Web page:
The Ultimate Kids Money Book by Neale Godfrey

Financial Literacy Worksheets

There are many financial literacy worksheets out there that can help you learn more about money:

Worksheet to help set short-, medium- and long-term goals:

http://financeintheclassroom.org/downloads/FinancialGoalsWorksheet.pdf

Worksheet to analyze your paystub:

http://financeintheclassroom.org/downloads/AnalyzePayStub.pdf

Federal student loan fact sheet:

https://studentaid.ed.gov/sa/sites/default/files/federal-loan-programs.pdf

Avengers-themed budget worksheet:

http://www.practicalmoneyskills.com/assets/presskit/BudgetBlaster.pdf

Monthly spending plan:

http://financeintheclassroom.org/downloads/SpendingPlan.pdf

Student guide on making decisions about money:

https://www.incharge.org/wp-content/uploads/2015/07/Student-Guide-Lesson-One.pdf

Chapter 3: Personal Finance Apps for Students


Thanks to technology, improving financial literacy for kids and managing your money has never been easier or more fun. There are many apps out there that can help with every aspect of financial management, such as budgeting, spending, saving, investing and more.

  1. Budgeting Apps

If you’re looking to manage your paycheck or allowance, budgeting is a great way to get the most of your cash. There are many apps out there that can help.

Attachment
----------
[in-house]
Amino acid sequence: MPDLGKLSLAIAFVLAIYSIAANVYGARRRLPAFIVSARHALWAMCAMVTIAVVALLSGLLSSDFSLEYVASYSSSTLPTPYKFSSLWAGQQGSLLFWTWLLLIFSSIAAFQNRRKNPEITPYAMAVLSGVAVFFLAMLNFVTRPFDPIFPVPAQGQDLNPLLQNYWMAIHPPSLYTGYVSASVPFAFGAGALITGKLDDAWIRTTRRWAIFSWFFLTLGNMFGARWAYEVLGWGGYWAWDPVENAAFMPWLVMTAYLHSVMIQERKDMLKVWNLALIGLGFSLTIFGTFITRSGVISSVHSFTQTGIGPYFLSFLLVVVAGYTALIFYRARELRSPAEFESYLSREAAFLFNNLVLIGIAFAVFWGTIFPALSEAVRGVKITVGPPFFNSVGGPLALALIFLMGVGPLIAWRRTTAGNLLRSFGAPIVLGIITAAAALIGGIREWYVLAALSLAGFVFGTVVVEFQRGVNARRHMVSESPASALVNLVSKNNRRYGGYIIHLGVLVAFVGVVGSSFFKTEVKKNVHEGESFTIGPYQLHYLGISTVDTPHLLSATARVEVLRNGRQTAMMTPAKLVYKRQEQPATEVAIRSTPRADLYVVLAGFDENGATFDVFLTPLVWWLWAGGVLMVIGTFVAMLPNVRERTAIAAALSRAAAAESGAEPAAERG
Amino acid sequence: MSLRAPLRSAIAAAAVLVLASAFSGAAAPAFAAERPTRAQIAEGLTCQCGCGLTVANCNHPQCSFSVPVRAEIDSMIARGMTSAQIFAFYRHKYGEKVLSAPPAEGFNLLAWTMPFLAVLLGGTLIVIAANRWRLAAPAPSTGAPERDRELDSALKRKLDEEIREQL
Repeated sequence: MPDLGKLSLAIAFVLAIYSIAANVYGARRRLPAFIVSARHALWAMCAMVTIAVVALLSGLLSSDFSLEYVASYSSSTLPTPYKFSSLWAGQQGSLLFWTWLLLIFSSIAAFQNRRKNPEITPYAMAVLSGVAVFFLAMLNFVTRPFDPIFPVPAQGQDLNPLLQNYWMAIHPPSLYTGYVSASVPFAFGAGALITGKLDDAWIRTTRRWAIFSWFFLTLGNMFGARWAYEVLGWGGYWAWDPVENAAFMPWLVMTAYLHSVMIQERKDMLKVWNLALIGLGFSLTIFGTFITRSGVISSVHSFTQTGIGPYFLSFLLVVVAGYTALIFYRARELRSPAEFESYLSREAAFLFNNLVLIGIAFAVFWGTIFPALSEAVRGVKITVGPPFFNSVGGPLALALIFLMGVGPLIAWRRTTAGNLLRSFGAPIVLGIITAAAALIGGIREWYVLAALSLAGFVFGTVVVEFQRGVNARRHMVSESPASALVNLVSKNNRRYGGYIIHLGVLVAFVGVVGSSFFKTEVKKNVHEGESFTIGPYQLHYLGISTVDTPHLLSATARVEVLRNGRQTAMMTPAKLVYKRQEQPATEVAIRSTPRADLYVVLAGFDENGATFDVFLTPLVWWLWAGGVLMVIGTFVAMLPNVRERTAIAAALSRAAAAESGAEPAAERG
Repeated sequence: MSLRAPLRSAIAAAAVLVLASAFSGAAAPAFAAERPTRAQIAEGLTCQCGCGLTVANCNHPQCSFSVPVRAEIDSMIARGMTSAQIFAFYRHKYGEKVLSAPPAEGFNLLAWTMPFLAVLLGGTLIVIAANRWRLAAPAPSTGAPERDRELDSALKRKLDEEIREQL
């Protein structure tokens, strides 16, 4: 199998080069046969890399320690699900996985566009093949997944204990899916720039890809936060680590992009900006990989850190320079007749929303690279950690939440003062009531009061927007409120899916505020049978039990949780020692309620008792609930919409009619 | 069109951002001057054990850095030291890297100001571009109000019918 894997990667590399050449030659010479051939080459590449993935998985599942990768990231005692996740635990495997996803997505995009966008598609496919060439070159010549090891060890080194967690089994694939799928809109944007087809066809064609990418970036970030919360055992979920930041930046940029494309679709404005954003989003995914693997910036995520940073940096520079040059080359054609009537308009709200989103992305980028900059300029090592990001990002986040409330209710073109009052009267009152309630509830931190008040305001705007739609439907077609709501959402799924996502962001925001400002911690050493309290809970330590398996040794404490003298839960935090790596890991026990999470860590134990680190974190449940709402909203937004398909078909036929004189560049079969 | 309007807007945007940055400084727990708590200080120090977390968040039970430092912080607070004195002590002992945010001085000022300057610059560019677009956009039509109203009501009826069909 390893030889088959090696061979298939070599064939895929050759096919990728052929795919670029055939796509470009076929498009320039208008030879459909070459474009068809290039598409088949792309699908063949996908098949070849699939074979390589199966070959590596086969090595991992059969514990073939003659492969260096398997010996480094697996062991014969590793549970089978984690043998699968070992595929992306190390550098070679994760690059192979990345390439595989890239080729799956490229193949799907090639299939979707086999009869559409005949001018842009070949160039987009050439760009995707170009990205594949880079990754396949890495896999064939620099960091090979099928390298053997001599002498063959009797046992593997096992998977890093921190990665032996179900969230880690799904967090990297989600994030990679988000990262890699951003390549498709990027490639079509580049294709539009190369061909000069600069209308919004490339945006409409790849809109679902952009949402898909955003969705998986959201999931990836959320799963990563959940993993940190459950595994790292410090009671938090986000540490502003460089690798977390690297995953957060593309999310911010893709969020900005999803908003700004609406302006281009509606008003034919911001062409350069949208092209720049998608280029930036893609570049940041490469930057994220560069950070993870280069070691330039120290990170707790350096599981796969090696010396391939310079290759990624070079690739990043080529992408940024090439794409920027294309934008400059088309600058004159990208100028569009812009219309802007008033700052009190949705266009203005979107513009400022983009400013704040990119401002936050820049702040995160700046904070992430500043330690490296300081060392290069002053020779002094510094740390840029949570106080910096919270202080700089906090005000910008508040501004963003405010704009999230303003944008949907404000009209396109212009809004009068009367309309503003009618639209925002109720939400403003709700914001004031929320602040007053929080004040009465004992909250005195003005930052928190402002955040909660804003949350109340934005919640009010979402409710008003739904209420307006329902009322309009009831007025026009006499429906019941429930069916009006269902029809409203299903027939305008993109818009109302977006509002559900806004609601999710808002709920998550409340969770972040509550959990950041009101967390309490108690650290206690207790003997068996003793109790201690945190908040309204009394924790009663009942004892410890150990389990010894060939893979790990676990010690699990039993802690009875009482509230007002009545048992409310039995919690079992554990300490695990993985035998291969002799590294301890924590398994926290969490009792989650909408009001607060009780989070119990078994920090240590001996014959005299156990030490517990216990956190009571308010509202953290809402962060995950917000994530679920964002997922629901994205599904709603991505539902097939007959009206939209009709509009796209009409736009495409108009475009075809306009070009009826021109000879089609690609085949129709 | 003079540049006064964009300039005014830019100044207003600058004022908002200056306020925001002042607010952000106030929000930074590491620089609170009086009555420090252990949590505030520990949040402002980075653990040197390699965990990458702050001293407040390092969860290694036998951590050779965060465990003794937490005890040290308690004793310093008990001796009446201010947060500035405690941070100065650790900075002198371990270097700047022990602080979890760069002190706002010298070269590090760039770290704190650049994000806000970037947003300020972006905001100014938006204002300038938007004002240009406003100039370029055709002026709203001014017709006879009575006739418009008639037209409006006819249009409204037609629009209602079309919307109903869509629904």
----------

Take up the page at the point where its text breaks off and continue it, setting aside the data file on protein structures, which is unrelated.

Mint: Mint helps you budget and manage all your finances online as you pay your bills and create a budget.

Spendee: Spendee is designed to help you track your spending and expenses and links to your bank account for easy tracking. You can also create manual wallets and share them with family and friends.

GoodBudget: This app helps you create a budget and stay on top of it. It’s based on the principle of the envelope budgeting method, where you can set aside money for different expenses depending on what’s most important to you. You can seamlessly keep track of your expenses with other family members or friends.  

FamZoo: This is a good app for busy parents who want to automate allowance payments to their kids based on the chores they complete and can be divided into different purposes, such as saving, investing and donating to charity. Parents act as the bank holders, with their children as the bank account holders. Payments can be distributed to children’s accounts through a prepaid card.

The Game of Life: The Game of Life app is a great way to learn about different life stages through minigames, such as going to college, getting a job and making good financial decisions.

  1. Saving and Investing Apps

Acorn: Acorn has been highly praised for its ability to help young people get started with saving and investing. It rounds up purchases and uses the spare change to invest in thousands of stocks.